Metro: Last Light doesn't sound appetizing with its "suffocating despair" and "gnarled monstrosities," but it's that kind of loveliness that made Ludwig enthuse about the Metro 2033 follow-up in his four and a half stars review. He deemed Last Light "an unusual, meticulously detailed shooter inextricable from its environment."
Of course, Ludwig wasn't the only brave soul to delve into the underground sequel. Here are some other thoughts we dug up.
- GamesRadar (90/100): "Subtlety is what makes Last Light such an exceptionally immersive game. It nails the core tenets of a shooter, then forces you to react to enemies in ways outside of simply taking cover. It plops you in a post-apocalyptic world, then fills it with tons of minor but substantial details, like the shadows of once-living people now permanently nuked into stone walls. It strips you of hope, only to dangle a tiny sliver of it ahead of you like a carrot on a stick."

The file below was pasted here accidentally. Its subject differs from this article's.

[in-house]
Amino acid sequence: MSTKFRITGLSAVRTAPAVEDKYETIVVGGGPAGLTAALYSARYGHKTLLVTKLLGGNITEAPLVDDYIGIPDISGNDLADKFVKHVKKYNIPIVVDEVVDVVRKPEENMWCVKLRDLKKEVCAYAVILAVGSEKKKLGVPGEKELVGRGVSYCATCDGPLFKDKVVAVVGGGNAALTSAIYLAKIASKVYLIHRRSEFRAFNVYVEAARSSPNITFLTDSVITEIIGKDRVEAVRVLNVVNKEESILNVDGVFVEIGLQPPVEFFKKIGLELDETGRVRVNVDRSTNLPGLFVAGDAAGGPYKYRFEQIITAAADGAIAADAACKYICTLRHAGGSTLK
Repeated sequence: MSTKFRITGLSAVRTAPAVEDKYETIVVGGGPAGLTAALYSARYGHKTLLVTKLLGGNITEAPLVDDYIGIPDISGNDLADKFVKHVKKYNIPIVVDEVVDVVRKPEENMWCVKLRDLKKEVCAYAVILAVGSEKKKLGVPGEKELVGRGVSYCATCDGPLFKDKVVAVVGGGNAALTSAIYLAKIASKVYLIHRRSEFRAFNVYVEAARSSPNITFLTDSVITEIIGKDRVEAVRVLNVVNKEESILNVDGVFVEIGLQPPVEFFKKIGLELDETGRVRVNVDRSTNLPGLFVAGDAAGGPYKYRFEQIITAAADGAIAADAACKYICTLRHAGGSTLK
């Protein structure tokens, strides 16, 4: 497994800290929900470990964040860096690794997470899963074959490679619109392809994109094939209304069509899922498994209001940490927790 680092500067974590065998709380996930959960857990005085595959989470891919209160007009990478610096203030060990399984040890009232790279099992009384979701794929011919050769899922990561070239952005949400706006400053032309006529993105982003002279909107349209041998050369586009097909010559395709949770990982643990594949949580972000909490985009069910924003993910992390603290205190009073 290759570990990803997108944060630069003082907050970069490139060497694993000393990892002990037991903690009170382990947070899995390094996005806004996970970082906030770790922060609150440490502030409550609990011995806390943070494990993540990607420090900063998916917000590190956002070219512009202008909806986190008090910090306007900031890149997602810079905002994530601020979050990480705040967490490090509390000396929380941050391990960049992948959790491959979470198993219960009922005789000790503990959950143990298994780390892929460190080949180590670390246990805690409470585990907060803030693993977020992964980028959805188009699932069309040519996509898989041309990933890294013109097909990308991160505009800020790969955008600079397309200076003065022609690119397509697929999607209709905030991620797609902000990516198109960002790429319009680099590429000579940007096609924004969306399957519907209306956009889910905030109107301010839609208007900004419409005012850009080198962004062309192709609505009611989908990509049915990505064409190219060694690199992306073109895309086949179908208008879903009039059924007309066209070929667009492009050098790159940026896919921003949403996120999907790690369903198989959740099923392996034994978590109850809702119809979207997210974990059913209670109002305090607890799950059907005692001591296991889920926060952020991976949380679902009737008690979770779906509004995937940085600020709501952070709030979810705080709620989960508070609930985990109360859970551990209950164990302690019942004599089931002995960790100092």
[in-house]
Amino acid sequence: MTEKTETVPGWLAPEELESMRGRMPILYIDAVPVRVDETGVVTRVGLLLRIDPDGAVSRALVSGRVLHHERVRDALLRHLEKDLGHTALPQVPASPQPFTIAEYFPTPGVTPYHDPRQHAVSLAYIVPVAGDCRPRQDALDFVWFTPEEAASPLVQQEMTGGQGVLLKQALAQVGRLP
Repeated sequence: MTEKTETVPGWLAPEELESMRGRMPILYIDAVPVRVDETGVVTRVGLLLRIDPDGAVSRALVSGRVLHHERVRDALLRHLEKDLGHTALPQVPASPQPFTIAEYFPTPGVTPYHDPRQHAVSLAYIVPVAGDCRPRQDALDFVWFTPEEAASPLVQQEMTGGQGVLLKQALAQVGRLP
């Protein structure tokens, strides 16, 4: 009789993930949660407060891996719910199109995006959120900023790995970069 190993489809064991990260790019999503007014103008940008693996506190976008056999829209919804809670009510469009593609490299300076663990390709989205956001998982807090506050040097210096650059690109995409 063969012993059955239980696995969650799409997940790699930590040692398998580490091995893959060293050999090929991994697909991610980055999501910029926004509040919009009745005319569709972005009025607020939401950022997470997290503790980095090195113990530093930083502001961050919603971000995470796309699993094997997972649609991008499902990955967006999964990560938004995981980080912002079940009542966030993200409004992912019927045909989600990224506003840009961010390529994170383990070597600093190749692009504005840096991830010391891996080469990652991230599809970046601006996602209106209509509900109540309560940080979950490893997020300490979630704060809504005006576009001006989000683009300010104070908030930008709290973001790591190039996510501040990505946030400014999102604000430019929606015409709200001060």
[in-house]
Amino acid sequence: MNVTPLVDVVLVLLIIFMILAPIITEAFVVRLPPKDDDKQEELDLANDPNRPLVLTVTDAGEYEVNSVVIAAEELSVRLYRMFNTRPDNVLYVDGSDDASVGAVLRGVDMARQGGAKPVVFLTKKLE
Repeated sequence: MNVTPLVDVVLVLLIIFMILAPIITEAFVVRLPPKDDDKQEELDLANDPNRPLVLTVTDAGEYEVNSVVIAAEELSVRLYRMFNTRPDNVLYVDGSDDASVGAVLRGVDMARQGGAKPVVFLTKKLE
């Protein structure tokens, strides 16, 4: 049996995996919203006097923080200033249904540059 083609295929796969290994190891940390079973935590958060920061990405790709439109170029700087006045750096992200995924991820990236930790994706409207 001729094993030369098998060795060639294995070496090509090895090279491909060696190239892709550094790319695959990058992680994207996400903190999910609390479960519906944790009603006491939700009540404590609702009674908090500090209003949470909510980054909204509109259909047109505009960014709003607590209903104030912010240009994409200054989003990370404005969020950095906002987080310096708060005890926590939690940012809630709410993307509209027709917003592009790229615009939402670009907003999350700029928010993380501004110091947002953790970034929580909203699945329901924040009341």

- Game Informer (88/100): "This sequel plays more like a shooter than its predecessor, but doesn't sacrifice its intricate narrative or creative vision in the process. Masochistic fans will appreciate the harder difficulties that recreate the grueling experience of the original, but no matter how you approach it, exploring Last Light's absorbing world is wholly entertaining."
- Giant Bomb (80/100): "By its very nature of being a sequel, Last Light doesn't feel as fresh as Metro 2033 did, but there's still nothing else like it. Few games generate immersion through gameplay and transport you to their world the way Metro does."
- Eurogamer (70/100): "Metro: Last Light is not a bad game, but nor is it a good one in quite the same sense as its predecessor. Metro 2033 was flawed but trying to do its own thing. If anything, Last Light feels like a regression. Similarities abound, but this is a more conservative FPS, one looking at the competition rather than itself, and one with some terrible missteps. So go in with low expectations, and you might be pleasantly surprised."